Late Breaking News
Honor Roll of Athletes Who Left Brains to Further Neurologic Research
Some notable deceased athletes contributed their brains to further the study of chronic traumatic encephalopathy (CTE).
The Boston University Center for the Study of Traumatic Encephalopathy said it has permission to release the following names of those who were diagnosed with CTE in this study. Those included:
- NFL Hall of Fame tight end John Mackey, who died in 2011 from complications of dementia and was found to have both CTE and frontotemporal lobar degeneration;
- NFL Hall of Fame running back Ollie Matson, who died in 2011 from complications of dementia and was diagnosed with Stage IV CTE;
- Former NFL and CFL running back Cookie Gilchrist, who died in 2011 at age 75 from throat cancer and was diagnosed with Stage IV CTE;
- Ron Perryman, a former Boston College linebacker who died from respiratory failure associated with Amyotrophic Lateral Sclerosis in 2011 at the age of 42 and was diagnosed with CTE-MND;
- Eric Pelly, a former high school football and rugby player diagnosed with multiple concussions who died at age 18 from complications resulting from a previous concussion and had Stage I CTE.
In addition, the BU CSTE obtained permission to release the brain images from an anonymous Marine veteran of the wars in Iraq and Afghanistan, who suffered multiple concussions in combat and in sports. He died in his 20s with Stage I CTE.
The VA CSTE Brain Bank, led by the recruiting efforts of former professional wrestler Chris Nowinski, now contains more than 135 brains, of which approximately 80% have shown evidence of CTE.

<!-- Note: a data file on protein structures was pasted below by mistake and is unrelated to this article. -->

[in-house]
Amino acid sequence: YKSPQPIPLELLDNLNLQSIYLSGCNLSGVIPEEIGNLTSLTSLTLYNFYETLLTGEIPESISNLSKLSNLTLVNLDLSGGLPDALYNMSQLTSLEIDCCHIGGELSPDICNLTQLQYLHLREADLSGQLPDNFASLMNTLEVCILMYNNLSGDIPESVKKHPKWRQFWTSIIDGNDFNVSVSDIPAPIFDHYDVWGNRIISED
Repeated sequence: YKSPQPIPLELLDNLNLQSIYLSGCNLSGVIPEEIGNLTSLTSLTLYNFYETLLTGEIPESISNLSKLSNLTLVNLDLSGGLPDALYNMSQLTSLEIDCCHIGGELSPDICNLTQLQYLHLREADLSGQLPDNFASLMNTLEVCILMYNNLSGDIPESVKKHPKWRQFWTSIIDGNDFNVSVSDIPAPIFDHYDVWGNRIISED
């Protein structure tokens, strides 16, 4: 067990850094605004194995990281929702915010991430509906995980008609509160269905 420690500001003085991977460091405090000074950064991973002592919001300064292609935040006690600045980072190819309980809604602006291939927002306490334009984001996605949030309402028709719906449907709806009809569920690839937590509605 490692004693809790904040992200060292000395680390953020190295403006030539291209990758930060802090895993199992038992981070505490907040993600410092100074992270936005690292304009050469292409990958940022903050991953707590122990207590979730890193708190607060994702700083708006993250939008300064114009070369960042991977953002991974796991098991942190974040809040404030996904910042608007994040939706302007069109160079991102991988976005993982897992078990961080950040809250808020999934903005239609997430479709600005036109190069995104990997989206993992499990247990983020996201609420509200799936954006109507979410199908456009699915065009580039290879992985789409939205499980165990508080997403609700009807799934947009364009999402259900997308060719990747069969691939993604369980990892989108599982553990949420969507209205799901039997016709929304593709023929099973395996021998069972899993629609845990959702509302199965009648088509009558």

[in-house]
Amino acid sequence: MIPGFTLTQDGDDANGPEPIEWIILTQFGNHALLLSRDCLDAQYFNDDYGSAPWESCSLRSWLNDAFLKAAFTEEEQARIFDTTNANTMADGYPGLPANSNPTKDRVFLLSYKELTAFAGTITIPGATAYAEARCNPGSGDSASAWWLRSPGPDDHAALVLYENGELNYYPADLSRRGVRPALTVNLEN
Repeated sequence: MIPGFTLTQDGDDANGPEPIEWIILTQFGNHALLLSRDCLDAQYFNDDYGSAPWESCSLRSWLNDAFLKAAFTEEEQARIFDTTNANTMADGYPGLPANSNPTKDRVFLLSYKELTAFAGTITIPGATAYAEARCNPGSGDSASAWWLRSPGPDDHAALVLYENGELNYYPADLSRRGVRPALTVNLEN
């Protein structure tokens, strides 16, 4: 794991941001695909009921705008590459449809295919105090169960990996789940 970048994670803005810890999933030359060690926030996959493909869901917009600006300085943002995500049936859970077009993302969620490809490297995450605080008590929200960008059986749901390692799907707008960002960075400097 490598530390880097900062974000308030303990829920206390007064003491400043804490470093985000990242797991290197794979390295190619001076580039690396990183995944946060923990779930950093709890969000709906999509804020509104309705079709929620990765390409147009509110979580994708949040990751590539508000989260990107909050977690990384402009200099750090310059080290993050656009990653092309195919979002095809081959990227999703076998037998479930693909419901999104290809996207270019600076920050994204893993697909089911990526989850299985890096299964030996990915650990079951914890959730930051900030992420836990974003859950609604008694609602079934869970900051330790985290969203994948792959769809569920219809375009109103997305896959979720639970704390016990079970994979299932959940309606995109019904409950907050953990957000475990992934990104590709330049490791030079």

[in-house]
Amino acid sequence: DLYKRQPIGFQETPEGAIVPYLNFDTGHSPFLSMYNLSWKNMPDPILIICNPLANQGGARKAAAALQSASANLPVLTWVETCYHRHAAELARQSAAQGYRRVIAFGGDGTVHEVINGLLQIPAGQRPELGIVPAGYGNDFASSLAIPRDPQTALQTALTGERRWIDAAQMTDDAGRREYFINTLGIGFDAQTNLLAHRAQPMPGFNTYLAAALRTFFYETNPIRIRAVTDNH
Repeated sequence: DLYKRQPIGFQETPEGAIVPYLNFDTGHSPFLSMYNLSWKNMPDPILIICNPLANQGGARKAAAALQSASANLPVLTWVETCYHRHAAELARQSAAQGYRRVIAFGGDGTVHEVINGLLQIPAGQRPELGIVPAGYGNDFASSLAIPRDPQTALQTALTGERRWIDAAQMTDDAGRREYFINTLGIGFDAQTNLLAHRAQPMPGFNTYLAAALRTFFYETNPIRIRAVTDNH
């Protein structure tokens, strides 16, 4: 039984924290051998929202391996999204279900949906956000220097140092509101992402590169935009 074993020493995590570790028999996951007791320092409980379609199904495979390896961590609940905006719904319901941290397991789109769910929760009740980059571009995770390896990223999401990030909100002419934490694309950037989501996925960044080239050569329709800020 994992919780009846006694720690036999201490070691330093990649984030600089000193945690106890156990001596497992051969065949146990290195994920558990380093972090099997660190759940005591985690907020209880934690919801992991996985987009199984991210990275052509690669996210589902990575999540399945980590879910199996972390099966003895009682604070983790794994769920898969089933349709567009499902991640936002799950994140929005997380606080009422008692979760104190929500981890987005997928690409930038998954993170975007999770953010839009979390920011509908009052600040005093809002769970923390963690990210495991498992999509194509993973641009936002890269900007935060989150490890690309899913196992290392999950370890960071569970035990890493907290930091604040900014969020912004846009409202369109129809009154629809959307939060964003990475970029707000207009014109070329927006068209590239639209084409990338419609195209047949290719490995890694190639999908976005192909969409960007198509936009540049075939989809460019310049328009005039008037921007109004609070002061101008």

More than 600 living athletes have committed to donate their brain to the BU CSTE after death and are being followed longitudinally as part of the Longitudinal Examination to Gather Evidence of Neurodegenerative Disease (LEGEND) study. Participants in the LEGEND study take part in yearly telephone interviews as well as yearly online questionnaires. They also have the opportunity to provide a saliva sample for genetic testing. Both those with and without a history of concussions can participate in the LEGEND study.
“We appreciate the generosity and support of the athletes and their families involved in our research. This pathological research is a critical step as we continue to make advances toward our ultimate goal of an effective treatment for CTE,” said Nowinski, a co-author of the report and co-director of the CSTE.
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